Did you know?

My hometown for the last nine years used to have a beautiful downtown area called The Village.

There were mature trees every three to five parking spaces, and I do mean parking spaces, as shown in this photo from Google Maps:

la mesa village trees

Pictures copyright 2012 Russel Ray Photos

Notice that the two red-arrowed trees are actually planted in the street! It made for a unique downtown experience and provided lots of shade on a hot day.

La Mesa, California, The Jewel of the HillsSadly, about a year ago the City of La Mesa started removing all the trees with the last trees removed a few months ago. The citizenry was in an uproar when it was announced that the trees were to be removed but, as usual, elected representatives and other powers-that-be know best…………………..smh.

Since I have a Bachelor of Science in Forestry from Texas A&M University, there’s a special place in my heart for trees. I’m always saddened when the electric company comes along and tops trees near electric lines, virtually killing them, or when apartment and condominium complexes decide to remove trees due to “maintenance issues.” In other words, they don’t want to maintain the trees, preferring concrete or dirt.

When I go to extraordinarily rich neighborhoods, though, it’s a pleasure to see that the inordinately wealthy seem to understand how much trees add to the beauty of the environment.

While I was up in a wealthy La Jolla beachside residence recently, I found evidence of the care that some people exhibit toward their trees.

In this first picture, many people would simply have chopped that pine tree down in order to have their view of the ocean. These people, however, did exactly what I like to do—they laced the tree so that they could see through it, making the tree look like a monster bonsai.

img_3025 tree la jolla stampPictures copyright 2012 Russel Ray Photos

Notice the bottom center of the picture where it looks like a huge branch is coming out of the wall. It looks like that because that is exactly what these people did, saving the huge branch by building the wall around it:

img_3027 tree wall stamp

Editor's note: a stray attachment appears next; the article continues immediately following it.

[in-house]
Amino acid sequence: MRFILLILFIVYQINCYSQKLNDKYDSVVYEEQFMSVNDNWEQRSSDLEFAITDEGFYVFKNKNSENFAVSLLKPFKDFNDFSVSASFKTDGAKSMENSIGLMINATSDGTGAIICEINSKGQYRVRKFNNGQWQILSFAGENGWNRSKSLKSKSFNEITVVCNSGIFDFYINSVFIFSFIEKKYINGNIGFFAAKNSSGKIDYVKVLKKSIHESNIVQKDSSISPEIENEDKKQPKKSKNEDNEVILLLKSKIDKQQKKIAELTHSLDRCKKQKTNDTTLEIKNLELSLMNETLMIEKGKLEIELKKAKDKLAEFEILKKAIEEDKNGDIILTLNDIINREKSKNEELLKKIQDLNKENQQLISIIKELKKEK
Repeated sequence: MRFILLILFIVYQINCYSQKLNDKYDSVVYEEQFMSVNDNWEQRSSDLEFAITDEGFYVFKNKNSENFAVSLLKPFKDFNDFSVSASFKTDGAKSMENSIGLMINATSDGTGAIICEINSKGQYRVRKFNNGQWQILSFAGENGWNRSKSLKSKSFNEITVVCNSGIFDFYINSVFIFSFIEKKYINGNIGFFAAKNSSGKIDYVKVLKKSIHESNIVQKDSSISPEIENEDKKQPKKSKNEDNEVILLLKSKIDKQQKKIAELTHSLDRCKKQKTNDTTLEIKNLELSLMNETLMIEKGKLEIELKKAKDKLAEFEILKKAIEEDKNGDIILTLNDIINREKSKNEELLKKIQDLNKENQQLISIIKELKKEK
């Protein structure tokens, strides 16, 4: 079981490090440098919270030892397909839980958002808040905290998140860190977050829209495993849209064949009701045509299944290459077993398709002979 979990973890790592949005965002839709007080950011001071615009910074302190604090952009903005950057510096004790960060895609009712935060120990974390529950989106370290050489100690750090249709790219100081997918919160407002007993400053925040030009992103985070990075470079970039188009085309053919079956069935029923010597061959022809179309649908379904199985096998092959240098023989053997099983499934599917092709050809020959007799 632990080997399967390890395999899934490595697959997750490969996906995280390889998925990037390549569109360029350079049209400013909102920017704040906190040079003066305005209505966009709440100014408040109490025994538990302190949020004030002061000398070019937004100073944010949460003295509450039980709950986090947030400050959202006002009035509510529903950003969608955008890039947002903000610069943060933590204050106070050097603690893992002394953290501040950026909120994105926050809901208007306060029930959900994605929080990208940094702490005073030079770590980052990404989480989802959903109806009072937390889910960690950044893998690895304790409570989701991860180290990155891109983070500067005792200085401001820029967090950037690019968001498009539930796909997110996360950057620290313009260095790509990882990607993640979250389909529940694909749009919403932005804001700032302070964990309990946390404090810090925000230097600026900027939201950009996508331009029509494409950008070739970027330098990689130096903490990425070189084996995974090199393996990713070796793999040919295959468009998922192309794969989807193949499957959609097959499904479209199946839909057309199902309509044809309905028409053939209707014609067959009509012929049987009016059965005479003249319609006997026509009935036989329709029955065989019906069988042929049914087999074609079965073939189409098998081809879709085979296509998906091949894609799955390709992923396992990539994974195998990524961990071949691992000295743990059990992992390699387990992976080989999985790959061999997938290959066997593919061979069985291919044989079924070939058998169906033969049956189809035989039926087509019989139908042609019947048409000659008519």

Pictures copyright 2012 Russel Ray Photos

Those are my type of people!

When I was a senior at Texas A&M University, my senior project in Urban Forestry was to determine how much value trees added to real estate. My group chose to do our research in River Oaks, the wealthiest area in Houston at the time, and probably still. After eight weeks of monitoring the real estate market there, we were able to determine that a mature tree (usually Texas Live Oaks) added between $50,000 and $75,000 to the value of a home in River Oaks. That was in 1977!

Trees need carbon to survive, so while we humans are breathing in oxygen and expelling carbon, trees via photosynthesis are using carbon and expelling oxygen, one more reason why we need our trees, especially the mature ones! Plants are the air-purifiers for planet earth. So, please, if you have a mature tree on your property, find a way to save it instead of chopping it down!

Here is another mature tree, this one a coral tree, in the same neighborhood:

img_3040 la jolla tree stamp


Pictures copyright 2012 Russel Ray Photos

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20 thoughts on “SAVED!


    Love the trees. What a shame that the trees in the parking lot was cut down. I like the shade. Especially for my car. And I always said, “A house is not a house without trees.” Have a great Fourth of July. 🙂

    Liked by 1 person

  2. Su Leslie

    That is fascinating. I love that you actually got to do a project about the economic value of trees in real estate. Our local government regulations were relaxed recently to make it easier to chop down trees that get in the way of development and while people moan about it when it happens, someone must vote for the morons who make the rules 🙂 Great images.

    Liked by 1 person

  3. babso2you

    We have had to take down a number of trees for safety. Every tree that we have removed has been replaced by another less dangerous tree. We manicure our trees too because of fire safety regulations. I love my trees and enjoy them every day!

    Liked by 1 person

  4. insearchofitall

    Elected officials drink from the well of deep pockets. That’s what makes the decisions and keeps their paychecks coming. Trees are the lungs of the earth. When we chop down the last one, the earth will cease to exist and so will we. They aren’t a luxury, they are VITAL! I like them in parking lots too. I’ve had to take down trees that were dangerously leaning that turned out to be diseased. For each tree I took down, I planted 3 new. It’s nice that you are bringing attention to how valuable trees can be. Landscaping is of premium value to all real estate. My house in Calif sold before they ever walked inside. The outside won them over completely.


    1. Russel Ray Photos Post author

      I used to buy properties to renovate and flip, but to me the outside was more important than the inside, so all of them had curb appeal that wasn’t very appealing, which is why they sat on the market for so long before I found them.

      Liked by 1 person

      1. insearchofitall

        I used to work for a landscape architect as a secretary. Learned a tiny bit but he didn’t do flowers, just design. When we sold our house in Burbank, we got $100,000 more for it than anyone expected. Took that sows ear and made a silk purse out of it. 🙂 It was the outside that sold it. First impressions.

        Liked by 1 person

        1. Russel Ray Photos Post author

          First impressions can be critical, especially in real estate. Back in the late ’70s when I was starting my renovation business, I would drive neighborhoods looking at houses. Those first impressions (for ugliness, though) made my possibility list.

          Liked by 1 person


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